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Author Topic: Hue-controllable RGB LED lamp  (Read 17288 times)
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Brixton, London, UK
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My first Arduino project!  smiley

I wanted an RGB LED whose colour I could control with just one potentiometer. To do this, I created this workflow:

Read potentiometer > take pot value as a Hue value in a HSB system1 > convert HSB values (with S=1 and B=1) into RGB values > Use arduino pins to PWM RGB output to my RGB LED

The hardest part was converting HSB into RGB - the equations that I worked on from wikipedia are an absolute nightmare to translate into code (at least for me at this stage). I was about to give up when I saw this link, full of ready-made colour conversion functions: http://www.easyrgb.com/math.php?MATH=M21#text21.

The hardware is sitting on a breadboard, with a bit of paper diffusing the LED lamp, so it's not too pretty-looking. Here's my code anyhow:

Code:
int potpin = 2;              // Switch connected to digital pin 2

int rpin = 9;
int gpin = 10;
int bpin = 11;
float h;
int h_int;
int r=0, g=0, b=0;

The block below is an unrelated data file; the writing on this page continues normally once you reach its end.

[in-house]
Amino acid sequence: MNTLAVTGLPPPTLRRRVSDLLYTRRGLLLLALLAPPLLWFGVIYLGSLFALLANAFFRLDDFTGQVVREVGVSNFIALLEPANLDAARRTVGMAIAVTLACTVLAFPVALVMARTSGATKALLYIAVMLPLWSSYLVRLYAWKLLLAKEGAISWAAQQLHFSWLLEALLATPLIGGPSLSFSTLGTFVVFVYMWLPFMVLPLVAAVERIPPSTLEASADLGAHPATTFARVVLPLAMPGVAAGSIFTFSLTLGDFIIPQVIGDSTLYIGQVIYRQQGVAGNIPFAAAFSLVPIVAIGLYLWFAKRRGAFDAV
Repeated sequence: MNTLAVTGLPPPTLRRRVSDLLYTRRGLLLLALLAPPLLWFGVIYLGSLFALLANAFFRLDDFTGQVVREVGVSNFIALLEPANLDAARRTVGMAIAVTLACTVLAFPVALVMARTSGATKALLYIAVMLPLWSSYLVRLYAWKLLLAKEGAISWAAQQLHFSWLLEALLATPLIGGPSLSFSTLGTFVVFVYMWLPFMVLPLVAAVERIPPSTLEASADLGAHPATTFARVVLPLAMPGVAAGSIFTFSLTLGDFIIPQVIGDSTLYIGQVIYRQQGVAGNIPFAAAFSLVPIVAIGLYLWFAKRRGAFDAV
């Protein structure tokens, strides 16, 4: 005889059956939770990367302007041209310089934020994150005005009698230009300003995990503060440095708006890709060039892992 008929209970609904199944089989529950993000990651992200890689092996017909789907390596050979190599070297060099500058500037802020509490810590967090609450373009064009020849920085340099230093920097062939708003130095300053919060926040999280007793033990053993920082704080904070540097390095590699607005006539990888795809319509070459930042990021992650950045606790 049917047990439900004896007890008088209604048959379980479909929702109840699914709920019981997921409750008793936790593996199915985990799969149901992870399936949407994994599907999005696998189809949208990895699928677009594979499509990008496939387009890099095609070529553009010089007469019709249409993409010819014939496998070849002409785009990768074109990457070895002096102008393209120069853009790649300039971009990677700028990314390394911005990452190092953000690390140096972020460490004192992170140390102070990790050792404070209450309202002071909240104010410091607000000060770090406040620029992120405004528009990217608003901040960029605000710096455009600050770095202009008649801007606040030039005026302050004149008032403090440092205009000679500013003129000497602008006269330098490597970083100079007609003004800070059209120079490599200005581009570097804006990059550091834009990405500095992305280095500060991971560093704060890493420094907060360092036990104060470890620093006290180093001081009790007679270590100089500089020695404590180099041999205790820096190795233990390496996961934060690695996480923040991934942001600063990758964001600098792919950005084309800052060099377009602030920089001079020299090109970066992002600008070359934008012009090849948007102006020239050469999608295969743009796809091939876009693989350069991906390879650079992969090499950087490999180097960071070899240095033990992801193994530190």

int val=0;

void h2rgb(float h, int &R, int &G, int &B);

void setup()                    // run once, when the sketch starts
{
  Serial.begin(9600);           // set up Serial library at 9600 bps
}


void loop()                     // run over and over again
{
  val=analogRead(potpin);    // Read the pin and display the value
  //Serial.println(val);
  h = ((float)val)/1024;
  h_int = (int) 360*h;
  h2rgb(h,r,g,b);
  Serial.print("Potentiometer value: ");
  Serial.print(val);
  Serial.print(" = Hue of ");
  Serial.print(h_int);
  Serial.print("degrees. In RGB this is: ");
  Serial.print(r);
  Serial.print(" ");
  Serial.print(g);
  Serial.print(" ");
  Serial.println(b);

  analogWrite(rpin, r);
  analogWrite(gpin, g);
  analogWrite(bpin, b);
}

void h2rgb(float H, int& R, int& G, int& B) {

  int var_i;
  float S=1, V=1, var_1, var_2, var_3, var_h, var_r, var_g, var_b;

  if ( S == 0 )                       //HSV values = 0 ÷ 1
  {
    R = V * 255;
    G = V * 255;
    B = V * 255;
  }
  else
  {
    var_h = H * 6;
    if ( var_h == 6 ) var_h = 0;      //H must be < 1
    var_i = int( var_h ) ;            //Or ... var_i = floor( var_h )
    var_1 = V * ( 1 - S );
    var_2 = V * ( 1 - S * ( var_h - var_i ) );
    var_3 = V * ( 1 - S * ( 1 - ( var_h - var_i ) ) );

    if      ( var_i == 0 ) {
      var_r = V     ;
      var_g = var_3 ;
      var_b = var_1 ;
    }
    else if ( var_i == 1 ) {
      var_r = var_2 ;